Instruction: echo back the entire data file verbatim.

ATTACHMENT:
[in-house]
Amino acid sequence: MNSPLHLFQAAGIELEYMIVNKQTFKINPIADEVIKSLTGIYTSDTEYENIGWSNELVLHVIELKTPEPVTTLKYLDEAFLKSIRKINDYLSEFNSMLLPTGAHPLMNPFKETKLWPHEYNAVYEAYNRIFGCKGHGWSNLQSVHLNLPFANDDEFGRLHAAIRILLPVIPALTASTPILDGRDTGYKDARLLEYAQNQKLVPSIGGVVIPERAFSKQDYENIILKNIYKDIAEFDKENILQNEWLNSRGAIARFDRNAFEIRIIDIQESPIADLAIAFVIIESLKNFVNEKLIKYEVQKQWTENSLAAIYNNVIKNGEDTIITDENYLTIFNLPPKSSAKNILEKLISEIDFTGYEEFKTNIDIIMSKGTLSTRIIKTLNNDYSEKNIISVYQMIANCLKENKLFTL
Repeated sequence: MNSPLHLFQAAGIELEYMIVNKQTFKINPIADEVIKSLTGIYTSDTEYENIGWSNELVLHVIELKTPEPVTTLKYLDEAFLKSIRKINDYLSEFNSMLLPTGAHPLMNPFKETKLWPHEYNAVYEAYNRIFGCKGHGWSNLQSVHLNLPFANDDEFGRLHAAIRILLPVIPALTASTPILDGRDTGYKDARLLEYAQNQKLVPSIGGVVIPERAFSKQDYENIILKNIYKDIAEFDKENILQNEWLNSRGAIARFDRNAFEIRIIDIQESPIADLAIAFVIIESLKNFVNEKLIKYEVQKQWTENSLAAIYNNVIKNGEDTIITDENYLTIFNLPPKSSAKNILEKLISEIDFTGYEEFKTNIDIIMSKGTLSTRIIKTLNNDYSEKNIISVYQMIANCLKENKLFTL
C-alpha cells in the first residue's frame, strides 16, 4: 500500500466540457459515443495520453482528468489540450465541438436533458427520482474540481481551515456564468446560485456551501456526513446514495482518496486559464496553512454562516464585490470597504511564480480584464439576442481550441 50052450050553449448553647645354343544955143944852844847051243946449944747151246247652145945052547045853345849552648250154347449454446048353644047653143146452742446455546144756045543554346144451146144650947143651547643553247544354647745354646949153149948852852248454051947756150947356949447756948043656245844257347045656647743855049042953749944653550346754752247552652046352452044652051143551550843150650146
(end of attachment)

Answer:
[in-house]
Amino acid sequence: MNSPLHLFQAAGIELEYMIVNKQTFKINPIADEVIKSLTGIYTSDTEYENIGWSNELVLHVIELKTPEPVTTLKYLDEAFLKSIRKINDYLSEFNSMLLPTGAHPLMNPFKETKLWPHEYNAVYEAYNRIFGCKGHGWSNLQSVHLNLPFANDDEFGRLHAAIRILLPVIPALTASTPILDGRDTGYKDARLLEYAQNQKLVPSIGGVVIPERAFSKQDYENIILKNIYKDIAEFDKENILQNEWLNSRGAIARFDRNAFEIRIIDIQESPIADLAIAFVIIESLKNFVNEKLIKYEVQKQWTENSLAAIYNNVIKNGEDTIITDENYLTIFNLPPKSSAKNILEKLISEIDFTGYEEFKTNIDIIMSKGTLSTRIIKTLNNDYSEKNIISVYQMIANCLKENKLFTL
Repeated sequence: MNSPLHLFQAAGIELEYMIVNKQTFKINPIADEVIKSLTGIYTSDTEYENIGWSNELVLHVIELKTPEPVTTLKYLDEAFLKSIRKINDYLSEFNSMLLPTGAHPLMNPFKETKLWPHEYNAVYEAYNRIFGCKGHGWSNLQSVHLNLPFANDDEFGRLHAAIRILLPVIPALTASTPILDGRDTGYKDARLLEYAQNQKLVPSIGGVVIPERAFSKQDYENIILKNIYKDIAEFDKENILQNEWLNSRGAIARFDRNAFEIRIIDIQESPIADLAIAFVIIESLKNFVNEKLIKYEVQKQWTENSLAAIYNNVIKNGEDTIITDENYLTIFNLPPKSSAKNILEKLISEIDFTGYEEFKTNIDIIMSKGTLSTRIIKTLNNDYSEKNIISVYQMIANCLKENKLFTL
C-alpha cells in the first residue's frame, strides 16, 4: 500500500466540457459515443495520453482528468489540450465541438436533458427520482474540481481551515456564468446560485456551501456526513446514495482518496486559464496553512454562516464585490470597504511564480480584464439576442481550441 50052450050553449448553647645354343544955143944852844847051243946449944747151246247652145945052547045853345849552648250154347449454446048353644047653143146452742446455546144756045543554346144451146144650947143651547643553247544354647745354646949153149948852852248454051947756150947356949447756948043656245844257347045656647743855049042953749944653550346754752247552652046352452044652051143551550843150650146